Like Iron Sharpening Iron: The Power of Critique Groups

My hand trembled the first time I distributed my one-page poem to my critique group. The reader to my right launched into the first stanza with gentle enthusiasm. A strange feeling came over me when I heard my words tumble out of her lips. My poem described a childhood memory and while she read, I felt overcome with sentiment. A tear slid down my cheek. Embarrassed, I lowered my head, fumbled through my purse for a Kleenex, and hoped no one noticed. Only one hundred twenty words, the last line came quickly.

Then, the members of the group picked up their pens and began scribbling comments. I squirmed in my seat and wished I were somewhere far away, anywhere but here. What made me think I could ever write? I tried not to make eye contact with these seasoned writers and dreaded their remarks.

One by one each member finished and smiled in my direction. The leader signaled the person on my left to begin. He looked me directly in the eye. “A good poem takes the reader to a new place, and you have succeeded to do that here.”

I’ll never forget those words. Relief washed over me from my head to my feet. As each member continued to share their reactions to my work, I discovered something I didn’t know. I am a writer after all.

I have participated in Word Weavers critique groups since 2013. Over the years this community of writers has greatly influenced me. When writers share their work with others, they learn how to better communicate with an audience. Mistakes can be caught through the process of hearing someone else read your work aloud. We refer to this as a “cold read.” The quiet time after the reading gives each member an opportunity to evaluate the degree to which the author achieved his or her purpose. The final part of the critique involves verbal suggestions for improvement, but not at the risk of discouraging the author.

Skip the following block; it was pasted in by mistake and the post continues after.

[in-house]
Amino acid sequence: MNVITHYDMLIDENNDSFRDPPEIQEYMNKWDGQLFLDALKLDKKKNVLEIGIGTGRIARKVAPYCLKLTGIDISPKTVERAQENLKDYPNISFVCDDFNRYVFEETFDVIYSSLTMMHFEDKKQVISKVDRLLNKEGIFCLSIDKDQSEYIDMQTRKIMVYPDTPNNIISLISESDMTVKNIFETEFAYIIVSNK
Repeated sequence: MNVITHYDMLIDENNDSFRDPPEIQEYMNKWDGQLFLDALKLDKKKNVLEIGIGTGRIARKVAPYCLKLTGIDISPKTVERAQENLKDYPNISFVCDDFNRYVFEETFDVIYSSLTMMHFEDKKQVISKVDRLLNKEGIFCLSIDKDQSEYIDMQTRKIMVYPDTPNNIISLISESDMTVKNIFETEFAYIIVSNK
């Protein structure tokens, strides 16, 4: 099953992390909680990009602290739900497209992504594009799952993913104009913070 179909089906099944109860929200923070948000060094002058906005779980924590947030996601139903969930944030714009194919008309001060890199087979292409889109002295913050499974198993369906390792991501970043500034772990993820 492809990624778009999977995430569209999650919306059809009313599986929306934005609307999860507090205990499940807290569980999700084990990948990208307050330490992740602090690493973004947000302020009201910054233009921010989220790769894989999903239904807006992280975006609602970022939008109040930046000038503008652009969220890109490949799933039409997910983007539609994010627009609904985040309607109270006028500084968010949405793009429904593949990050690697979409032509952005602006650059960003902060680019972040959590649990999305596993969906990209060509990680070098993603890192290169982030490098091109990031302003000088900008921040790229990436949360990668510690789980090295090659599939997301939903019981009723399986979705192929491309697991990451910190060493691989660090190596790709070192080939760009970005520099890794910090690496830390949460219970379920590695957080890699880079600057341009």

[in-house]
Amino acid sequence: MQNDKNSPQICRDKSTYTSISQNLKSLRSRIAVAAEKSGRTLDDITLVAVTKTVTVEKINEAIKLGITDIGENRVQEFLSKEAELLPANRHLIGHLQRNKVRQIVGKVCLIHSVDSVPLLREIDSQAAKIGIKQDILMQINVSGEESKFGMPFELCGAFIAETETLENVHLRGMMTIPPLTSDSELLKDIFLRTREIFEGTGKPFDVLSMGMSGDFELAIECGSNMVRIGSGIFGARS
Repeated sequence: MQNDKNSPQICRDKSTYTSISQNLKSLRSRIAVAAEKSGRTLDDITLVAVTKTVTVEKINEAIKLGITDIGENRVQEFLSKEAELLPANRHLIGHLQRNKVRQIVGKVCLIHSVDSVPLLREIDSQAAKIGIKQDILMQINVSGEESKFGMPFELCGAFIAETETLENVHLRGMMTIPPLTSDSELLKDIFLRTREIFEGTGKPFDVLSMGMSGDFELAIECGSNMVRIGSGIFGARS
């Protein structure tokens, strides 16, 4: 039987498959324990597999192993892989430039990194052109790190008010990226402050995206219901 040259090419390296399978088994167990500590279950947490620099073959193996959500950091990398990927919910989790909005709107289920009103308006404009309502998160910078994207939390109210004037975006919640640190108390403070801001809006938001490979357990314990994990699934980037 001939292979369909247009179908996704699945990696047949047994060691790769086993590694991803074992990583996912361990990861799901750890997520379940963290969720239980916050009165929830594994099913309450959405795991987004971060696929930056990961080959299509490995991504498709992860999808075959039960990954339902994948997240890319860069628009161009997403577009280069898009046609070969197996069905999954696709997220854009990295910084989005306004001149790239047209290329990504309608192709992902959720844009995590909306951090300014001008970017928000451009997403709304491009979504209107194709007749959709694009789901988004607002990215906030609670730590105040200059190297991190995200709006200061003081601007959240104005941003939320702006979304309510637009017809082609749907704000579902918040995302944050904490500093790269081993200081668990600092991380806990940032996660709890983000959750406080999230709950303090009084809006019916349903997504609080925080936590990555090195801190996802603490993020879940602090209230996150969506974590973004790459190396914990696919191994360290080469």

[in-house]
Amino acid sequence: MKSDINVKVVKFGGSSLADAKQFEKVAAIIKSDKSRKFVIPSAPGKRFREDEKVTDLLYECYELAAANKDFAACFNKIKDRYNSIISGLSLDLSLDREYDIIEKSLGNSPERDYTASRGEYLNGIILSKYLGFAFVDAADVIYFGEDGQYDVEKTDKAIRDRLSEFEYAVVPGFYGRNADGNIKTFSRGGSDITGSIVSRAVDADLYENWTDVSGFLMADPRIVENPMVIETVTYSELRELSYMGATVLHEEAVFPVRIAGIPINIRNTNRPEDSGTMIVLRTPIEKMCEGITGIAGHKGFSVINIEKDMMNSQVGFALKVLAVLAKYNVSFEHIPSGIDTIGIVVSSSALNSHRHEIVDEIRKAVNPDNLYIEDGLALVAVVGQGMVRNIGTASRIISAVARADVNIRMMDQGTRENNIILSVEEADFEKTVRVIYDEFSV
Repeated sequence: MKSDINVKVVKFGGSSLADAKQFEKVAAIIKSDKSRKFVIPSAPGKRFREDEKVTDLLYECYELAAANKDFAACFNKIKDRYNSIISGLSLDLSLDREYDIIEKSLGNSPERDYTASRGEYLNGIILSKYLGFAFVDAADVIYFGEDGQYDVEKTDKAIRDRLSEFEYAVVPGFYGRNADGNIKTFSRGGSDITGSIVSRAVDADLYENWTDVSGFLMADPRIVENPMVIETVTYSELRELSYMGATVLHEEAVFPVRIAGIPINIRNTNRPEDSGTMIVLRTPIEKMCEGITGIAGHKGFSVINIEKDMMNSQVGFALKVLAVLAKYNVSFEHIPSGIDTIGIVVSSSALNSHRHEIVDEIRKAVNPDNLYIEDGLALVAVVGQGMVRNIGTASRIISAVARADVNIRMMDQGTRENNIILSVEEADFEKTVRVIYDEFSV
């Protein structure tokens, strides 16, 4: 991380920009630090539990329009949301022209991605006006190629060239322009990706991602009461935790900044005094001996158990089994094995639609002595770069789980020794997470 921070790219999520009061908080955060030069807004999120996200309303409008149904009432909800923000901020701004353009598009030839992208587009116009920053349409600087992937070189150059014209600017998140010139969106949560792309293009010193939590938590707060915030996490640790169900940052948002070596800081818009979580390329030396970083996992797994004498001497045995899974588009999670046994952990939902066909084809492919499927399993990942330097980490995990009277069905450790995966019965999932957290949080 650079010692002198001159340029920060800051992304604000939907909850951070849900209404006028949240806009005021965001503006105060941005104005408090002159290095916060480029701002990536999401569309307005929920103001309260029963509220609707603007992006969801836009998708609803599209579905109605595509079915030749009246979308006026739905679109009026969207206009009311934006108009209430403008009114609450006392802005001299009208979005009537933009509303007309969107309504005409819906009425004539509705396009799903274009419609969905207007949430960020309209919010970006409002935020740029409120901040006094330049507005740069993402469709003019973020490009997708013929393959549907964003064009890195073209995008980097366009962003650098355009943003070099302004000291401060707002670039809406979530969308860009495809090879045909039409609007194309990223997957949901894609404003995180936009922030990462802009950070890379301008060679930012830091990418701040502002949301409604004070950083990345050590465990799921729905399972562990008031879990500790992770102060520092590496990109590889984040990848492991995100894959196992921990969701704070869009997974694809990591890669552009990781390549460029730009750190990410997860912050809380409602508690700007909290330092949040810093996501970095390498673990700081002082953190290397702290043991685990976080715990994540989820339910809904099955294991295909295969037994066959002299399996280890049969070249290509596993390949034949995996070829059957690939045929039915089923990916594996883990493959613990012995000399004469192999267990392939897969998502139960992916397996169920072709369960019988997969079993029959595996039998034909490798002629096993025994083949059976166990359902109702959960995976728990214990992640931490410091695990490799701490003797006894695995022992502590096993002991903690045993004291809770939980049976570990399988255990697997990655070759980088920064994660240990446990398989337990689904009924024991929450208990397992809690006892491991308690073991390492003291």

The “sandwich method” of layering criticism between two compliments nourishes a writer’s growth. I can testify to the effectiveness, because over the years I have published numerous poems, an article for a children’s magazine, and two children’s chapter books. Fallen Leaves is the title of the first poem I ever submitted for critique.

“As iron sharpens iron, so one person sharpens another.” (Proverbs 27:17 ) This verse applies to critique groups. Writers become more efficient through interactions with other writers. Most authors reference those who have influenced their work in the acknowledgements section of their books.

Word Weavers began in the Orlando area in 1997. Their mission is to help members find their unique voice and raise their writing to a publishable level. This is accomplished through Christian community, critiques, and conferences. Word Weavers offers in-person and online groups.

If you live in the Orlando area, stop by our booth at the Longwood Arts Festival this weekend. Eight members of Orlando Word Weavers will be selling and signing their books. If you are a writer, we’d love to meet you and encourage you on your writing journey.

America’s Supply Chain Disruption

I’m sure by this time you may have been affected by the disruption in our country’s supply chain. If not, you could be affected, since the news media predicts shortages of toys, Christmas decorations, and turkeys for the upcoming holidays. Unfortunately these predictions often contribute to hoarding which increases the problem and perpetuates the cycle.